Wonder Woman movie review continues below.
Wonder Woman and Logan were two movies heading into 2017 which I was cautiously optimistic about. The main reason for this is because the respective movies in the same cinematic universe and franchise didn’t consistently hit the mark. I’m pretty pleased to say that both Wonder Woman and Logan are very well put together. While Logan wrapped up the Wolverine saga with Hugh Jackman, Wonder Woman is a solid origin story starring Gal Gadot.
Wonder Woman’s brief yet memorable role in Batman V Superman: Dawn of Justice got me excited for what DC/Warner Bros could do with her character. In recent memory, I can think of three superhero cinematic moments which literally gave me happy chills. One is Superman in Man of Steel when he lifts off and breaks the sound barrier in flight. Second is the Black Panther reveal in full costume in Captain America: Civil War. And the third is Wonder Woman’s flying bull rush vs Doomsday.
The decision to make the first Wonder Woman solo movie an origin story is a good one for this generation of movie fans. Between DC Comic’s trinity, I’m very familiar with Superman and Batman’s beginnings. Wonder Woman on the other hand I didn’t know that much about until recently. I’ve never watched the 70’s TV show starring Lynda Carter. I’ve probably watched some animated shows featuring Wonder Women but she never resonated like the other superheroes.
It wasn’t until reading the “New 52” by writer Brian Azzarello and artist Cliff Chiang that I was properly introduced to Wonder Woman. The comic incorporates Greek mythology which adds an intriguing layer to explore the character and her world. Okay, some purists might shudder at tampering with Wonder Woman’s origin. In a way, the modern superhero movie phenomenon is an extension of Greek mythology and our adoration for gods and heroes.
DC’s demigod heroes like Superman and Wonder Woman who aren’t from the human world is a different approach to let’s say a more down-to-earth hero like Spider-Man. Wonder Woman is a distillation of admirable qualities many of us would like to aspire to. The mistake is to believe Wonder Woman represents power in and of itself. Rather it’s because she takes on the responsibility to help mankind to the best of her extraordinary abilities which makes her a hero, while the rest of the Amazonians shun their obligations. If knowledge is power, then realizing that we are all free spirits in conflict with our capacity for both good and evil is a meaningful struggle worth fighting for.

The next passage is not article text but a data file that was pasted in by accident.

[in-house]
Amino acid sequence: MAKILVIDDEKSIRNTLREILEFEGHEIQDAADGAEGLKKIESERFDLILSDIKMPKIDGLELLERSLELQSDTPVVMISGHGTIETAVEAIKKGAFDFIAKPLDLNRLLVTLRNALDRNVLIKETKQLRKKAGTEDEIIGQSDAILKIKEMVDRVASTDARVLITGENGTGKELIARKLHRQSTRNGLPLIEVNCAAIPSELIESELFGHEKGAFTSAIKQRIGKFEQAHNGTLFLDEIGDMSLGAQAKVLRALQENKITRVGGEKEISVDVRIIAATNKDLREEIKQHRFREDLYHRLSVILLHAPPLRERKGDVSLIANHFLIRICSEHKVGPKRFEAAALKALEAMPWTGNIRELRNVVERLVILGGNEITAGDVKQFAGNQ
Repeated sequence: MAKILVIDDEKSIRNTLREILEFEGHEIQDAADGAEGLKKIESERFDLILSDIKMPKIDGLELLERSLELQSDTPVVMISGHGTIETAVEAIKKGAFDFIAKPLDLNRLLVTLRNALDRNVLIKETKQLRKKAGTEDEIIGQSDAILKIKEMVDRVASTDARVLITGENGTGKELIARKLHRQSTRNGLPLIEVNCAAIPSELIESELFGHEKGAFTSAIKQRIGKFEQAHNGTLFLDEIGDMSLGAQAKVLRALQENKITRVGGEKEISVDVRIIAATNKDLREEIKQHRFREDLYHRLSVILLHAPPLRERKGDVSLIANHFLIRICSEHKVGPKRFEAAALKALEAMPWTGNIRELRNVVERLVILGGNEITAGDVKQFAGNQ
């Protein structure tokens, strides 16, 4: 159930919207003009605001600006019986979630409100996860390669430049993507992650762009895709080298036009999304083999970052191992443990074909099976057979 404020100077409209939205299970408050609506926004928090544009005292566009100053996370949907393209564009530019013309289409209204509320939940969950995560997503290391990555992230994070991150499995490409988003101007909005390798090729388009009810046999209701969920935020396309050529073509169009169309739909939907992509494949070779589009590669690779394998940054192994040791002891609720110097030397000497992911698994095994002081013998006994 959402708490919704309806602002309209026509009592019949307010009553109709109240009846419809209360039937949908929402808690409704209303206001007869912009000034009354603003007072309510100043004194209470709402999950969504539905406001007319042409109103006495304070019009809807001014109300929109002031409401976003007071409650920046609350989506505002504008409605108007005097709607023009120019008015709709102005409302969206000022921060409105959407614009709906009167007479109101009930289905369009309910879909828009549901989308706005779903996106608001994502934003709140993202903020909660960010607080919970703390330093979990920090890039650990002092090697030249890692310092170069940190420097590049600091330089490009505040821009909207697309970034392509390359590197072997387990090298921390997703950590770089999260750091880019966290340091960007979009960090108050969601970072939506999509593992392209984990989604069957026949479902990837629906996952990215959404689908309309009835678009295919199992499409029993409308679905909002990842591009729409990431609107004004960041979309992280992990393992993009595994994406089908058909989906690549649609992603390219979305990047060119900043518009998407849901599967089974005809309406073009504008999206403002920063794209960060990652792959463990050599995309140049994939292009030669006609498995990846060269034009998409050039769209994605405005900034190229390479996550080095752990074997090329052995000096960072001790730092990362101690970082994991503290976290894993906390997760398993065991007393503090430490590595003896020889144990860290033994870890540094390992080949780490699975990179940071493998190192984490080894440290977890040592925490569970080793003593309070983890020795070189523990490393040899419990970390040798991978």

Director Patty Jenkin’s Wonder Woman captures these above mentioned ideas into a well told dramatic story. The emotional heartbeat lies in the relationship between Diana Prince aka Wonder Woman and Captain Steve Trevor (Chris Pine). Gal Gadot and Chris Pine’s likeable chemistry works in both playful, funny moments as well scenes with romantic overtones. Pine’s on-screen experience and charisma at times runs a risk at overshadowing Gadot. Gadot is good; however, she has room to improve at conveying facial expressions in critical dramatic moments. It’s not a big issue though, the strength of Chris Pine’s performance compliments Gadot’s acting abilities.
Each of the action scenes in Wonder Woman are set up so that the stakes and significance are clearly laid out. I will probably encounter resistance when I say that as good as the action scenes are I think the storytelling is Wonder Woman’s stronger feature. The obvious CGI in some places and the slight overuse of slow-motion during fight scenes took me out of the movie experience. The final battle did have a good emotional element to it. I just wished that there was more time to develop the main villain.
Wonder Woman’s story and tone is not exactly ground breaking. It doesn’t need to be. The hero’s journey is a classic tale told many times over. This film didn’t mess up the formula. Wonder Woman hits enough of the right notes moviegoers enjoy and expect: A hero you can root for and an entertaining mix of dramatic stakes, good action and some fun humor. Nothing too dark or dreary which makes it appealing to a mass ticket-buying audience.
Oddly, it’s when Wonder Woman becomes overtly comic book action oriented in the climatic scenes that calls attention to itself. That’s not necessarily a bad thing, it’s function of a big Hollywood blockbuster. The key is grounding the story in Wonder Woman and Steve Trevor’s relationship against the back drop of World War I, an era which represents a loss of innocence. Moving forward in the DC universe, it’s interesting that Wonder Woman in Justice League is an old soul, the elder of even Batman, within a newly formed superhero group.
To sum up my thoughts, Wonder Woman is a really good, enjoyable film that I’d rewatch when it’s out on home video. I can understand why other people want this film to be something more than it is and what Wonder Woman personally represents to them. For me, I’m not interested in politicizing this movie by forcing it into a particular narrative or an underlying agenda. So even though the end result is that I didn’t fall completely head over heels for this film, nor do I want to make hyperbolic claims that it’s a triumphant masterpiece, I respect director Patty Jenkins’s vision for Wonder Woman and the accomplishment of making a solid movie.